Step Three calls for affirmative action (Step Three continued)

Like all the remaining Steps, Step Three calls for affirmative action, for it is only by action that we can cut away the self-will which has always blocked the entry of God— or, if you like, a Higher Power—into our lives. Faith, to be sure, is necessary, but faith alone can avail nothing. We can have faith, yet keep God out of our lives. Therefore our problem now becomes just how and by what specific means shall we be able to let Him in? Step Three represents our first attempt to do this. In fact, the effectiveness of the whole A.A. program will rest upon how well and earnestly we have tried to come to “a decision to turn our will and our lives over to the care of God as we understood Him.”

This may be why for me, the whole AA program was not effective and I drank again and again and again in AA.  Because I did have faith.  I believed that the program worked for those people who said it worked for them.  But when it came to actually turning my will and my life over, I didn’t do it well enough or completely enough to stay sober.

I think it’s a fairly simple proposition.  What it means to “turn it over” in this context is to work the rest of the steps.  I had to also follow suggestions well enough to get some sober time.  I had to go to meetings, I had to call people before I drank, things like that.  But my own mind would change sufficiently until I put a concerted effort into all of the steps.  That’s what “turning it over” means to me.

April 21, 2016 (this day)

Photo on 4-21-16 at 6.30 PM

Carole marked 20 years sober yesterday, and I gave her my 20 year coin, which she had given me on my 20th anniversary.  I will have my 32nd anniversary May 1, God willing.  And the creek don’t rise.

It’s been an extreme blessing to be married to someone in the program.  I’ve written about it way back when, but we met at an online AA meeting in 1996 when she was just getting sober and I had a measly 12 years.  I wouldn’t meet her in person until she had a year, but by then we had fallen in love.  Online.  I still felt badly about it, even when Carole had a year, and a friend asked me, “How long does someone have to have in order to date you?”  I didn’t know how long, but more than a year I thought.

Anyway I trust that the ensuing 19-year-and-counting relationship has shown I wasn’t out to take advantage of her newcomer status.

Recently at a meeting I heard someone say something like, “….my truest sponsor, my wife …” which would not be a sponsor in the legal, literal or suggested sense.  But I understand.  Carole and I have talked a lot of AA through the years.  We’ve been to a lot of AA through the years.  I remember being afraid to meet her and get involved, afraid that she would drink or fade away from AA the way, sadly, most people do.  I told her that being an active and sober AA member was a prerequisite for being with me.  It was still a terrible chance I took.  Looking back, I’m amazed I did that.  But my then measly 12 years must have been driven sense into me because it’s worked out so very well for today.  I wouldn’t want to do sobriety (or any part of life) without her.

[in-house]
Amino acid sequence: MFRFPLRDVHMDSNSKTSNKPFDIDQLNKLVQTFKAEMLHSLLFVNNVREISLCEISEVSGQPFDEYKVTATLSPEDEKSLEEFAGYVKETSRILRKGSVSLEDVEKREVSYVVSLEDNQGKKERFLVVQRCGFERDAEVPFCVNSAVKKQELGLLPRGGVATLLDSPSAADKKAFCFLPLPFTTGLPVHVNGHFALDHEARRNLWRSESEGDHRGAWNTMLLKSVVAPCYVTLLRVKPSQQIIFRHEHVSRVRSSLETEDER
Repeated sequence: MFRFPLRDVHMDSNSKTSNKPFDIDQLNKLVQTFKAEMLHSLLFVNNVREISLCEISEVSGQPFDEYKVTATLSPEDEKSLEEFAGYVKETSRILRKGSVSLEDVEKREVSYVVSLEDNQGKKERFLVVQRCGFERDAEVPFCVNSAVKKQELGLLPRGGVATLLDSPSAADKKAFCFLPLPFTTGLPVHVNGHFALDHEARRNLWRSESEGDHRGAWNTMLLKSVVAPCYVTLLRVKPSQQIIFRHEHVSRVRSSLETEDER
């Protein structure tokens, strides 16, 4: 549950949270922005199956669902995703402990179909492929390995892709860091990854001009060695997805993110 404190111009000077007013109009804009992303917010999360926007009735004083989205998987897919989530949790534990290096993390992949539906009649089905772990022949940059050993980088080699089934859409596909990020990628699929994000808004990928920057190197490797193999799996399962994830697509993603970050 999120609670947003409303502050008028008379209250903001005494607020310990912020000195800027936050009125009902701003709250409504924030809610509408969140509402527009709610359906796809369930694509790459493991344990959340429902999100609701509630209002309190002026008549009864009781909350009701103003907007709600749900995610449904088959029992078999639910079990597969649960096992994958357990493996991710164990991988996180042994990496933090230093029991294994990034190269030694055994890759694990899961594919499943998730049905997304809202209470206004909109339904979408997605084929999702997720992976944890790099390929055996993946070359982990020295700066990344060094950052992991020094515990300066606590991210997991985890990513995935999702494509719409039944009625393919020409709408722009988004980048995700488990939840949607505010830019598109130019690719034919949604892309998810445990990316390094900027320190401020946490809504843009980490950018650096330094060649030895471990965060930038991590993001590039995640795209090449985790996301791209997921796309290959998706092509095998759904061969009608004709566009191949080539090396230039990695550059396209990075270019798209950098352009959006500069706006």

Don’t Drink and Go to Meetings

Basic advice sometimes given to flustered newcomers who don’t know what to do.  To not drink is the first, necessary part of recovery.  My mind, under the influence, could not absorb anything or advance in any way.  “The disease that tells you you don’t have a disease” comes to mind.  It’s like a part of me wanted desperately to keep drinking, and it would not stop for any kind of reason.  With alcohol in me, it didn’t matter what I believed or didn’t believe.  I was bound to go for more.

Going to meetings begins to put in place all the other changes and learning that are needed for recovery.  At meetings we hear instructions.  We hear what people have tried and experienced.  We hear from other alcoholics.  That has always been an essential part of the program. Sometimes people who cannot recover given treatments and medicines and therapy can recover when given the experience of someone just like them.  Meetings are where the people are.  The people who can help me and the people who need my help.

April 2, 2016 (this day)

My daughter of the trip-to-Greece-all-alone saga is engaged.  She’s 30 years old, and has never been endangered by my alcoholism.  This month Carole will have 20 years sober.  Next month I will have 32.  All these happy situations are brought to me by AA.  It works!